It’s a simple story, reminiscent of Yankovic’s minor 30 Rock The cameo where Jenna Maroney attempted to write an “unparody-able” song failed the artist, resulting in a popular “serious” song instead. But the “Eat It” arc and its humor create an entirely new dramatic arc for the film. Yankovic’s commitment to his personality and brand is precisely what makes his screen performances throughout pop culture so enjoyable, even if they’re as simple as playing a plain, “not funny” version. work in progress, The actors in his biopic are equally committed to the straight-up stupidity that defines this film.

Seeing all the cameos (often from famous actors or comedians playing various celebrities) contributes to the film’s delight, but Daniel Radcliffe’s turn as Yankovic underpins the story. Maybe “grounded” is the wrong word for a film in which Werd Al meets Queen Elizabeth II (who died on the day of the film’s premiere at TIFF, resulting in a little uneasy, laughing at screenings) and The notion that the Weird al could replace Roger Moore as James Bond. But everything the film does well comes back to Radcliffe’s performance.

In lieu of live vocals or covers, the actor purposefully and frankly lip-syncs to the actual voice of the awkward Al, one of the many comic beats the film throws at Radcliffe, which skillfully nails him. It’s not exactly a great individual performance, but it perfectly captures the honesty that has earned many actors an Oscar award or nomination for telling and writing completely nonsensical storytelling. Even supporting performances, such as Wood’s comically villainous Madonna, Julian Nicholson’s occasionally biting but mostly Nick as Yankovic’s mother, Mary, and Toby Huss as Yankovic’s working-class father , who can’t stand music of that accord, all feel ideally calculated to fit what already exists. behind the Music the roles they are playing.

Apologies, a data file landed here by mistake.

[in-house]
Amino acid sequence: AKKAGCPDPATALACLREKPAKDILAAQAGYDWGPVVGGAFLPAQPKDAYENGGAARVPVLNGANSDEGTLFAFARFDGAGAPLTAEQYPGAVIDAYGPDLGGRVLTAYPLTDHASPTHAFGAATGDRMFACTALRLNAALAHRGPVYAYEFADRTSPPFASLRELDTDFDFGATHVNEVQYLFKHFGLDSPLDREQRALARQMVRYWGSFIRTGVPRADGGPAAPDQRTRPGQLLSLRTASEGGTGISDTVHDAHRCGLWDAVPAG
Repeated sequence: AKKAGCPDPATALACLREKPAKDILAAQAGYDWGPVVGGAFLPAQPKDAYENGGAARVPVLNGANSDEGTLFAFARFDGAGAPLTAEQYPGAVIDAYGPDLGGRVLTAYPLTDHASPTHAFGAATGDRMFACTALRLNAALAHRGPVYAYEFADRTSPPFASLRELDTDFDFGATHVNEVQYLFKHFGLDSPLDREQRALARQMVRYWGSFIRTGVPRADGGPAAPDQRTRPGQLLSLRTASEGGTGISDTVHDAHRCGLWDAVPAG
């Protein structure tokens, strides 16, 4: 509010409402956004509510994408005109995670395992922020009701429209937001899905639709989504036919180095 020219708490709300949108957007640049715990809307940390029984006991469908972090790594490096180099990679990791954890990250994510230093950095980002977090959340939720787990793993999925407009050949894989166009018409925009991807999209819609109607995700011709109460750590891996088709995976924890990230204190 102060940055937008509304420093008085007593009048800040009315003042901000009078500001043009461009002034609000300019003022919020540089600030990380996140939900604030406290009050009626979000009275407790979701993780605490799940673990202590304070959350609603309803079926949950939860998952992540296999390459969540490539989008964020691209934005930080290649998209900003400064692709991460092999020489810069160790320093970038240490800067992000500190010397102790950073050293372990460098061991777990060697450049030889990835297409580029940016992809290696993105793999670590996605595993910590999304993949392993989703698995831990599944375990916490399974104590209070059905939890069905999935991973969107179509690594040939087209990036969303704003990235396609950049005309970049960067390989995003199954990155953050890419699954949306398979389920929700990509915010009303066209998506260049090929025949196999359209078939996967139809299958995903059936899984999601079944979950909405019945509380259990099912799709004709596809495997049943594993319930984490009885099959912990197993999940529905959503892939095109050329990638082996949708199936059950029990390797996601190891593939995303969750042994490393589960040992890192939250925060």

in a range where hard walk Often cited as the definitive work of musical-biopic parody – both an expert satire of previous films such as walk the Line And RayAnd hints of more to come with movies like Bohemian Rhapsody, rocket Man, and even inspired by Baz Luhrmann elvis — It would be easy enough to dismiss Weird: The Al Yankovic Story As in nothing special. But Yankovic’s attention to detail and embrace of the absurd is precisely what makes the film so narcissistically engaging, even in the face of a script that sometimes feels like it’s just a smattering of gags. There is a loose structure to deliver the wave (not all of which will land for every spectator).

This parody is an extended work of art that’s actually funny, and an extended return to comedy from someone who is a master at it. In a world where the man hasn’t released an album in eight years, this cinematic ode to his distinctive brand of humour is very refreshing.

Weird: The Al Yankovic Story Will stream for free on the Roku channel from November 4.